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July 15, 2015 | A Tale of Two Nations

A best-selling Canadian author of 14 books on economic trends, real estate, the financial crisis, personal finance strategies, taxation and politics. Nationally-known speaker and lecturer on macroeconomics, the housing market and investment techniques. He is a licensed Investment Advisor with a fee-based, no-commission Toronto-based practice serving clients across Canada.

In Washington this morning:

Federal Reserve chair Janet Yellen said prospects are good for further improvements in the labour market and the economy, keeping the central bank on track for an interest rate increase in 2015. “If the economy evolves as we expect, economic conditions would likely make it appropriate at some point this year to raise to raise the federal funds rate target,” Yellen said in testimony prepared for delivery before the House Financial Services Committee in Washington. (Bloomberg)

In Ottawa this morning:

The lower outlook for Canadian growth has increased the downside risks to inflation. While vulnerabilities associated with household imbalances remain elevated and could edge higher, Canada’s economy is undergoing a significant and complex adjustment. Additional monetary stimulus is required at this time to help return the economy to full capacity and inflation sustainably to target. (Bank of Canada release)

Translation: So much for the dollar. Forget the real estate gasbag. Let’s push families into more epic debt. And kick the can down the road – at least past the date of the next election.

DEBT

Immediately after the Bank of Canada shocked once again with a rate cut the dollar (as predicted) plunged, tumbling more than a cent. Bond prices surged and yields slumped. The Toronto stock market jumped a hundred points. And convoys of leased Audi A7s piloted by giddy, aroused realtors spontaneously appeared in downtown Toronto and Vancouver, honking uncontrollably while leaving a trail of moist Re/Max business cards.

The contrast between America and Canada is arresting. In the States the Fed will raise rates, cut stimulus and contain the inflation that lots more jobs bring. In Canada the strategy to rescue a ship sinking in debt is to have everybody borrow more, dragging demand from the future while blowing up a massive and dangerous asset bubble. It’s hard to see how we can ever have a ‘soft landing’ in 416 or 604 when house prices have risen 45% and 30% respectively over the peak of the last bubble.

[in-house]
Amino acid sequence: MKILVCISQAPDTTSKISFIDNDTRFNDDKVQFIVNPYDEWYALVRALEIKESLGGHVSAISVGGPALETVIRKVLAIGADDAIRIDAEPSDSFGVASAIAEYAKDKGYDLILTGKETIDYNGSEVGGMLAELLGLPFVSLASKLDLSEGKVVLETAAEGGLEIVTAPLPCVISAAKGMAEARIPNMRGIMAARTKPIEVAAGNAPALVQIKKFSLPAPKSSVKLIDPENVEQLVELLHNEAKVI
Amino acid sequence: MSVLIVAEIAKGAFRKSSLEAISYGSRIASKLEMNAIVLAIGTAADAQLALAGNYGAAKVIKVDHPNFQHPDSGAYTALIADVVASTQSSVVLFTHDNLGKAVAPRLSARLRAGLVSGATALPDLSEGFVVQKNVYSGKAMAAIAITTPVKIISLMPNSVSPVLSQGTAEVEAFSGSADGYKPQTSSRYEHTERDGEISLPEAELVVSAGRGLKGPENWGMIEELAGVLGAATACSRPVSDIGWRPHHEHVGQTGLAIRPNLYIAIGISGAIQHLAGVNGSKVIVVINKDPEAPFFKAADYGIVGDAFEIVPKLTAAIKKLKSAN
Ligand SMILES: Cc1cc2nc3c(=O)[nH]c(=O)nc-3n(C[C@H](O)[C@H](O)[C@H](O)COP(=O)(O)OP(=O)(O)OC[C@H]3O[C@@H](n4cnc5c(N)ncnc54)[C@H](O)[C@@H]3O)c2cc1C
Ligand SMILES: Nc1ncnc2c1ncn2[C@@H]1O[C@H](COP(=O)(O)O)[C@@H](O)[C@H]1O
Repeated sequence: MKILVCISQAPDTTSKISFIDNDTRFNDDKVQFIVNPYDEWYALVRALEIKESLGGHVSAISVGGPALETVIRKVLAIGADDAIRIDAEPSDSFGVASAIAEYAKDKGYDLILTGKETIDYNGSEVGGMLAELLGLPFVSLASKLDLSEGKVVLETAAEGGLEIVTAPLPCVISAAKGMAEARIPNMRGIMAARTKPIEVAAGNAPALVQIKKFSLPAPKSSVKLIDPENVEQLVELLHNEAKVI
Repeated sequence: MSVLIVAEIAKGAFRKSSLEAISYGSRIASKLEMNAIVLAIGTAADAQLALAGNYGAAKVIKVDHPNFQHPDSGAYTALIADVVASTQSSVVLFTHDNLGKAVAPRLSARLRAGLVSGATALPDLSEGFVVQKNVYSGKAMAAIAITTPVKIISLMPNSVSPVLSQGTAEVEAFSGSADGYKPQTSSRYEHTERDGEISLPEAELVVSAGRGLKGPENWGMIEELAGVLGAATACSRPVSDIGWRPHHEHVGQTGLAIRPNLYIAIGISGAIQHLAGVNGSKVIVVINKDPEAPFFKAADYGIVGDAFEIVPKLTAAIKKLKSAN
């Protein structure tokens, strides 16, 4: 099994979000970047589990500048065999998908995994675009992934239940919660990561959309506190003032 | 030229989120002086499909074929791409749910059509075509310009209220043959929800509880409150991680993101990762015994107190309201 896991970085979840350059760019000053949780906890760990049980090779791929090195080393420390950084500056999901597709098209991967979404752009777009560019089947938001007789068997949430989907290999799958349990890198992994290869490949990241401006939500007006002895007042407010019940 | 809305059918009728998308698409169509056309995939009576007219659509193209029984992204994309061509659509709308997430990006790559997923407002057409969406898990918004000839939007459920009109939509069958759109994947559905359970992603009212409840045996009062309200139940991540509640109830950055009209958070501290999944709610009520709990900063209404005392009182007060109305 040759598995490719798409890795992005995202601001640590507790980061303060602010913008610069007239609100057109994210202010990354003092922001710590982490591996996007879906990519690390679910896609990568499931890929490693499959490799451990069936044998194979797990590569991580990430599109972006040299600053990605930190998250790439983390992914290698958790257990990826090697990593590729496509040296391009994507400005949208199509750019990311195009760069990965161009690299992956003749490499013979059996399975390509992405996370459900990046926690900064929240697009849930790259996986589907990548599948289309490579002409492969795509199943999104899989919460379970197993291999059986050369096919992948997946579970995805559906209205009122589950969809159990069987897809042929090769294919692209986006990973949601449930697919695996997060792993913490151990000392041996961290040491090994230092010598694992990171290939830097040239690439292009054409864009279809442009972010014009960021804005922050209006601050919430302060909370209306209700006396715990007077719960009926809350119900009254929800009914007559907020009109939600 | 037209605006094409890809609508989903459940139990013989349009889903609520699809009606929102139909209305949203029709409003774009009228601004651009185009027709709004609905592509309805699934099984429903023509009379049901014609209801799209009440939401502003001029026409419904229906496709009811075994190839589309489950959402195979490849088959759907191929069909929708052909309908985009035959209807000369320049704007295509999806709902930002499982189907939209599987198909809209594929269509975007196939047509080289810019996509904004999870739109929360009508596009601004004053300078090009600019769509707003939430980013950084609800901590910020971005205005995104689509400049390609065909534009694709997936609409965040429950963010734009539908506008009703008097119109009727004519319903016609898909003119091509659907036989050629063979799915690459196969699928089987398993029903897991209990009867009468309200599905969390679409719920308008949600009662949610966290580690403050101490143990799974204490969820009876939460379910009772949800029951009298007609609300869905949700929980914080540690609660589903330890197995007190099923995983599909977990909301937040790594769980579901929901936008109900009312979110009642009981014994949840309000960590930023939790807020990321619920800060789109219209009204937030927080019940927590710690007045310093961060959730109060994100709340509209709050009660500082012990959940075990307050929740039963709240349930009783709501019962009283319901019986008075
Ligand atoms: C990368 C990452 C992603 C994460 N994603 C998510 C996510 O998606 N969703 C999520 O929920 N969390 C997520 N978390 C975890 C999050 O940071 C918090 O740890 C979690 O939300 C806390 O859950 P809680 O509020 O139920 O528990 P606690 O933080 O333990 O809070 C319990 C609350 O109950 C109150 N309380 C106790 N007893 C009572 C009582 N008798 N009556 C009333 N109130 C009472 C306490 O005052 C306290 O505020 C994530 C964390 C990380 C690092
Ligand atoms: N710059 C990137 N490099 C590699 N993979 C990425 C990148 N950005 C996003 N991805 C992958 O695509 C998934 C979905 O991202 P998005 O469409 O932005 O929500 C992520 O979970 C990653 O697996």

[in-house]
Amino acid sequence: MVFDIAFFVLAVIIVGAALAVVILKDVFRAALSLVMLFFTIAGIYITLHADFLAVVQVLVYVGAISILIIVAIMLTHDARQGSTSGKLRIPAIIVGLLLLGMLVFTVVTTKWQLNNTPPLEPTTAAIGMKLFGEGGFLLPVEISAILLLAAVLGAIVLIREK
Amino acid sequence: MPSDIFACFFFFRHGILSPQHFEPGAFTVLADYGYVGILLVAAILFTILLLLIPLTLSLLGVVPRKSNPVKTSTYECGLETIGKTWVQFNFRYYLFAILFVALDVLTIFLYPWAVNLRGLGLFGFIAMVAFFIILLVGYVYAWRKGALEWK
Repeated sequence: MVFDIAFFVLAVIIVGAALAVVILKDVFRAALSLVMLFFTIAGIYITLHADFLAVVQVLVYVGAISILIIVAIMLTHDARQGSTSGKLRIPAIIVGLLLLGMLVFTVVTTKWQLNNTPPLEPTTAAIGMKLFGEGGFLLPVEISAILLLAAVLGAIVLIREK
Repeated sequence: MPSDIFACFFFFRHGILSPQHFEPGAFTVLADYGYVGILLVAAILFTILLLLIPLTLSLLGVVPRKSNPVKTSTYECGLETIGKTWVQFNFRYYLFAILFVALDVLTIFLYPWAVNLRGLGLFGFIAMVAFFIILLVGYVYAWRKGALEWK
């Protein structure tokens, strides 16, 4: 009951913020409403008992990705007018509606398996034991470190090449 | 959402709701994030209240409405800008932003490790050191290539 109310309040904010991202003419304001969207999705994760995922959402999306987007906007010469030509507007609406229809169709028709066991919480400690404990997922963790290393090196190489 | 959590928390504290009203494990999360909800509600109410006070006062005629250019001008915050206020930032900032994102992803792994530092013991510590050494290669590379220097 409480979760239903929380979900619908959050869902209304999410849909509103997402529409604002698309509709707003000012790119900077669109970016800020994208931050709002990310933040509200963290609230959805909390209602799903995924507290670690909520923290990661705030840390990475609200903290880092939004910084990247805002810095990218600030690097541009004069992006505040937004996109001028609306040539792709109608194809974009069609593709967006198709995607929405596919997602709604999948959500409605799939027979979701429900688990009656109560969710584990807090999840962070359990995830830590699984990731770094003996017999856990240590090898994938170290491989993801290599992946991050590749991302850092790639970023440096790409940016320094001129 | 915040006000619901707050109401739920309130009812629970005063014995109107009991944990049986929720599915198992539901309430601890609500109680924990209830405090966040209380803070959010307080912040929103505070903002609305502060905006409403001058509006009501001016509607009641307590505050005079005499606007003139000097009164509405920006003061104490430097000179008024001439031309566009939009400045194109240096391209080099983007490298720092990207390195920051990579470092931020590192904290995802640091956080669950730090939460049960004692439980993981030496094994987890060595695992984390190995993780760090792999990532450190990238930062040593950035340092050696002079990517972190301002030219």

The average SFH in Toronto costs $1.1 million, while in Chicago the average listing price is $335,984. In Vancouver a urban detached house now goes for $2.2 million. In Seattle the average list is $627,889. A 30-year mortgage in the US costs 4.3% and a five-year adjustable is 3.1%. Both have been rising this year. In Canada you can now borrow a five-year variable-rate mortgage for 1.98% – even before being nipped for today’s central bank folly.

As this pathetic blog has pointed out (in vain), house prices are negatively correlated to mortgage rates. As rates fall, houses increase and affordability falls. Rising real estate values attract more and more capital, concentrating wealth and turning our society into a one-asset orgy. Meanwhile consumer debt grows twice as fast as the rate of inflation and three times quicker than wage gains.

By the way, look where our dollar sat two hours after being Polozified:

DOLLAR

And why’s this happening? Why did our central bankers just exacerbate the imbalances, ensuring more bad consumer behaviour? Because the economy is sliding, exports are falling, jobs eroding and commodity prices fading. The growth forecast has been slashed to 1%, but it could also be negative. How ironic. Bad news is good news. Before it becomes really bad news.

The big banks will be cautious in adjusting their prime rates and likely won’t pass on all of the cut (TD was first with a trim of just a tenth of a point). Mortgage lenders will be more aggressive. Bankers are smart. They know this is an 11th-hour, pre-election move by a politicized Bank of Canada. The more puffed housing values become over the next six months, the more difficult will be the road back down once the US Fed starts on its long-term path.

Remember that 89% of the time the Bank of Canada has followed the Fed lead. Almost 100% of the time over 25 years, our bond market’s done the same. Rates may falter and weaken now, but they will reverse direction in the future. God only knows what amount of debt the greater fools among us will have wolfed down by that time. Do they understand houses only cost what they do because money’s cheap? That when properties plunge the debt endures?

Nope. Of course not. And how can you blame them? We live in an irresponsible nation.

Bank of Canada overnight rate

RATES

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July 15th, 2015

Posted In: The Greater Fool

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